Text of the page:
But it's this drive to comprehend the inner workings that spurred me to read Sean Carroll's amazing book The Particle at the End of the Universe -- the story of how the Higgs boson was discovered, and what it implies about the deep structure of the cosmos. Carroll's book is at once personal and technical; any huge endeavor such as the search for the Higgs inevitably involves a kaleidoscope of different personalities, each with their own specialties and quirks. Carroll does a wonderful job of showing us not only the science behind the Higgs, but the fascinating interplay of scientists and technicians that made its discovery possible.
It's also inevitable, however, that the book involves some venturing into the deeper waters I alluded to earlier. I found parts of it a challenging read, despite my bachelor's degree in physics (although I must, in the interest of honesty, mention that my performance as a physics student was lackluster at best). But even the parts that were difficult were worth muddling through. He's a wonderfully lucid writer, and the glimpses you get of the inner workings of particle physics are as grand as they are mind-bending.
And he's up front, too, about the fact that there are still huge gaps in our understanding. Even what we do know has a mystifying quality to it, when you take it to the level of subatomic physics. Take the following passage from Carroll's book, about something that we experience every day -- light:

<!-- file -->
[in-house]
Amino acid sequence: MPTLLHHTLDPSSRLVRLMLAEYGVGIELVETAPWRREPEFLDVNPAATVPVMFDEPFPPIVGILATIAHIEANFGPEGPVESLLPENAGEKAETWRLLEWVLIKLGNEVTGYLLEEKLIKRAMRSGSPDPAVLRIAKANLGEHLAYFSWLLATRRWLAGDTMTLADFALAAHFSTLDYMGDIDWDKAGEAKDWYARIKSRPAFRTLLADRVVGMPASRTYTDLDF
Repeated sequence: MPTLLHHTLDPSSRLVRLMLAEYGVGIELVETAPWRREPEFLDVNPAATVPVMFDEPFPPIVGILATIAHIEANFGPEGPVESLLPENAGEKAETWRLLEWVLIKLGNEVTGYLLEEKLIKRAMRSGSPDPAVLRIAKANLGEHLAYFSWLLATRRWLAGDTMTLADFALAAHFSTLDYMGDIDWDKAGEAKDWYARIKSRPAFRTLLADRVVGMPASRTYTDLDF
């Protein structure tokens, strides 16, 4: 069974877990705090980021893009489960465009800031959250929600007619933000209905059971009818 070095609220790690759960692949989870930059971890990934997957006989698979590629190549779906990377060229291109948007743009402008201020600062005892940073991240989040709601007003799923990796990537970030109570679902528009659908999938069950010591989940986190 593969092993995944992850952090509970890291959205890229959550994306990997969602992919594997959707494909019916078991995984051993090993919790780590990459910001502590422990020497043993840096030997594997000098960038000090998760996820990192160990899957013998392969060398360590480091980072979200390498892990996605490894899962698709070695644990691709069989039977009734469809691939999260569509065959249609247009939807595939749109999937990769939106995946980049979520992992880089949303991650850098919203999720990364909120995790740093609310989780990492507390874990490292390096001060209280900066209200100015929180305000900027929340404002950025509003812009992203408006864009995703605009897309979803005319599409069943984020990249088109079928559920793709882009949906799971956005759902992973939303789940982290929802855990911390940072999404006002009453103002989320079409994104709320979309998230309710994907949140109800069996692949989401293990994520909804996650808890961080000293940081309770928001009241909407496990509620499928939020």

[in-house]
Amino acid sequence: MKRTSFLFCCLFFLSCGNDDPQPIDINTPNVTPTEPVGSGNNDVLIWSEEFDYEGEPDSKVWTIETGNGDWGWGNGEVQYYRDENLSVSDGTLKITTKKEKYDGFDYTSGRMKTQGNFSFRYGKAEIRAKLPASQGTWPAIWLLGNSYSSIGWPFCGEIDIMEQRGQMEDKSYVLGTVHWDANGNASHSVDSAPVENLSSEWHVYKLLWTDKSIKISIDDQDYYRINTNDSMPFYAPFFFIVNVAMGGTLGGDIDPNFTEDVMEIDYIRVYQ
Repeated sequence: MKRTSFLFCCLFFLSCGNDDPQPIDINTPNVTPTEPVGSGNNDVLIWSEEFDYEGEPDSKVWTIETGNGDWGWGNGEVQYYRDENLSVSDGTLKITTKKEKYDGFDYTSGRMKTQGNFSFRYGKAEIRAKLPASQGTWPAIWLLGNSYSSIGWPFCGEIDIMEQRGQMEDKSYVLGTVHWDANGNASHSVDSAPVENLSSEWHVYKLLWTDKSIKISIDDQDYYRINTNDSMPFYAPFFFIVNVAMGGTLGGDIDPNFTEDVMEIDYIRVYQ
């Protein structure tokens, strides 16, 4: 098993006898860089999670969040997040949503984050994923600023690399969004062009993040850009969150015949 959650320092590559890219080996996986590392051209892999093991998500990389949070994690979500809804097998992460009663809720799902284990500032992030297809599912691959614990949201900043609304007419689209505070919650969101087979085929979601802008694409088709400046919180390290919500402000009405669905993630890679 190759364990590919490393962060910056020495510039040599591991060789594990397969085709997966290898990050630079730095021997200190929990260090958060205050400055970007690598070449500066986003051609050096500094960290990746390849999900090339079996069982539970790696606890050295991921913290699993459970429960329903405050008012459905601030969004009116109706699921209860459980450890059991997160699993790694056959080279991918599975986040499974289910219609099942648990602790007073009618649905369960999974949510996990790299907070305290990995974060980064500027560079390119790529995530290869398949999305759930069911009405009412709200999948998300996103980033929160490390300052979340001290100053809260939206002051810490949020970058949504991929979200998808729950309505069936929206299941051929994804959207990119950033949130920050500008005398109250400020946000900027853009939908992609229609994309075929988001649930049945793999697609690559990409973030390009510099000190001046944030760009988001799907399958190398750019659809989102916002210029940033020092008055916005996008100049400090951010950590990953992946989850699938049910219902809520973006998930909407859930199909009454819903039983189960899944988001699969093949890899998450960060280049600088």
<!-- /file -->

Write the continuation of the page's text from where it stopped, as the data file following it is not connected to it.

It's only because the data force us into corners that we are inspired to create the highly counterintuitive structures that form the basis for modern physics... Imagine that a person in the ancient world was wondering what made the sun shine. It's not really credible to imagine that they would think about it for a while and decide, "I bet most of the sun is made up of particles that can bump into one another and stick together, with one of them converting into a different kind of particle by emitting yet a third particle, which would be massless if it wasn't for the existence of a field that fill space and breaks the symmetry that is responsible for the associated force, and that fusion of the original two particles releases energy, which we ultimately see as sunlight." But that's exactly what happens. It took many decades to put this story together, and it never would have happened if our hands weren't forced by the demands of observation and experiment at every step.So along with Stephen Hawking's A Brief History of Time and Brian Greene's The Fabric of the Cosmos, The Particle at the End of the Universe is another book to add to your list of fantastic non-fiction reads. I won't promise that it'll be an easy summer read -- but you will come away with your mind significantly expanded. And as Ralph Waldo Emerson said, "The mind, once stretched by a new idea, never returns to its original dimensions."